by Mike Masnick
Thu, Oct 15th 2009 9:00pm
by Leigh Beadon
Thu, Jun 20th 2013 1:30am
from the many-ways-to-make-a-buck dept
As part of our sponsorship program with the Application Developers Alliance, we're highlighting some of the content on DevsBuild.It, their new resource website, that we think will be most interesting to Techdirt readers.
In the sidebar widget featuring DevsBuild.It content, many of the most-read links have been those dealing with business models for apps, such as the developer who explained how their first game made $28,623 (the most popular post over the past month). For those of you following these kinds of stories, we're highlighting a few new additions to DevsBuild.It that aim to help developers with the task of monetizing an app.
First, there's a comparison tool that helps sort through all the different ad networks and other monetization platforms, filtering them by various criteria to help developers put together a smart business model:
To accompany the tool, there's also a free white paper on app monetization [pdf link] which compares different app stores (including the less-mainstream ones) and breaks the core monetization models down into categories.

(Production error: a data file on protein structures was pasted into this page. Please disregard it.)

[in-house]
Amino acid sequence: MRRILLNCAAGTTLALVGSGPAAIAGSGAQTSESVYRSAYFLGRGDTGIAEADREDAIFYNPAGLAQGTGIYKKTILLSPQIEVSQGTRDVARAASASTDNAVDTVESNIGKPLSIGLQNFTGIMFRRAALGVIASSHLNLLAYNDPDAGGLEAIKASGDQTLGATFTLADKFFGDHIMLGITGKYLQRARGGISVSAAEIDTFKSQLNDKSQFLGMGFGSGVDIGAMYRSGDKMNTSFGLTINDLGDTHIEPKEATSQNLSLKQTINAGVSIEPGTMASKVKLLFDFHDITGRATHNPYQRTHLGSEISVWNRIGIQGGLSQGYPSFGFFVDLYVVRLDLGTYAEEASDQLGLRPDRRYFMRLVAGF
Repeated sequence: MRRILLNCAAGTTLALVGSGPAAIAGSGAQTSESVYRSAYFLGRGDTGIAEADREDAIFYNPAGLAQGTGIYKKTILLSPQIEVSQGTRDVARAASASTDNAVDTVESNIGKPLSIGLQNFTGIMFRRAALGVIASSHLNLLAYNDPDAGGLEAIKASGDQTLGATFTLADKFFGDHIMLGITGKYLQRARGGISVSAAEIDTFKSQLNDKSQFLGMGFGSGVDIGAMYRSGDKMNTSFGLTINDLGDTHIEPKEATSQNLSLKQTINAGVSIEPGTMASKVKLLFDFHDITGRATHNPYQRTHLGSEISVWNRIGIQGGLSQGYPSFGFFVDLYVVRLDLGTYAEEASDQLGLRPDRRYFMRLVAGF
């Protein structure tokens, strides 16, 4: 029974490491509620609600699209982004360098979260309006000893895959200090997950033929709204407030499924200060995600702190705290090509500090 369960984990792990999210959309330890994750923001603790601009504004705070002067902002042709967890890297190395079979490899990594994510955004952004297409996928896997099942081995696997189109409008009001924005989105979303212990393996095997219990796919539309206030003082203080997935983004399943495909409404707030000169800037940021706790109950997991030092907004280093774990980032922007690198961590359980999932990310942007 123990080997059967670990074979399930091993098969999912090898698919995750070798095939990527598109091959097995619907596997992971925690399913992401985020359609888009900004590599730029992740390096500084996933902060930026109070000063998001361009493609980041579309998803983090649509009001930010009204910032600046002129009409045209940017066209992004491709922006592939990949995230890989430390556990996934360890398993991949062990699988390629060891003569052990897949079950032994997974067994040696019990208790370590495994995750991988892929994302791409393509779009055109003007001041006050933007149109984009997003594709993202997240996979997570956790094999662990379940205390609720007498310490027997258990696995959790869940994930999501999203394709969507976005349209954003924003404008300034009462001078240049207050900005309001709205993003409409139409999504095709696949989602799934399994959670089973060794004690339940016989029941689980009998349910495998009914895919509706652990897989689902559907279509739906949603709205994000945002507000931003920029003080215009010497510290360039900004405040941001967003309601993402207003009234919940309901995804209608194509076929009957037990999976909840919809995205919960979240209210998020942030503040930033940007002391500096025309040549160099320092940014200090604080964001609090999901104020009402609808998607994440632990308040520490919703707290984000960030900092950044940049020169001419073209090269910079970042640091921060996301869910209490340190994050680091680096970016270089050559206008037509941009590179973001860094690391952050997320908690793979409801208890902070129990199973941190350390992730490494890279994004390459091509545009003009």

Finally, an early announcement: the Application Developers Alliance is hosting a series of events on app monetization, in San Francisco on August 2nd, New York on September 26th and LA on October 18th. More details are on the way.
(In related news: our readers may be interested in checking out the ADA's amicus brief in the Google/Oracle appeal, which urges the court to uphold the ruling that APIs are not copyrightable.)
This post is sponsored by the Application Developers Alliance. Find more info on patents and other issues that affect developers at DevsBuild.It
by Mike Masnick
Thu, Jun 4th 2009 11:11am
from the again-and-again-and-again dept
by Mike Masnick
Fri, Nov 14th 2008 7:12pm
from the yikes dept
- This lawsuit came about thanks to a ruling in a French court over how to interpret a French law. SPPF contends that French law says that any application that allows unauthorized file sharing is illegal. However, what was unclear, was whether or not this law could be applied to companies outside of France. The recent ruling found that, indeed, it's acceptable to extend French laws beyond its borders. This should be seen as hugely problematic just from a jurisdiction standpoint. It's difficult to see how France can claim that its laws should apply to companies entirely outside of France.
- Now that it's been allowed, SPPF is suing three companies who offer software: Vuze, Limewire and Morpheus. What's troubling is that even beyond an "inducement" standard, SPPF seems to be basing the lawsuits on the idea that if your software allows any unauthorized copying, then the software itself is illegal. Say goodbye to FTP and, well, the entire internet next.
- Finally, and most bizarrely, SPPF is also suing SourceForge, which is just a hosting platform for open source developers. The problem there (according to SPPF) is that SourceForge hosts the open source Shareaza file sharing app. It would appear that SPPF did so little research in figuring out who to sue, that it seems to think SourceForge is somehow responsible for Shareaza, rather than just hosting it.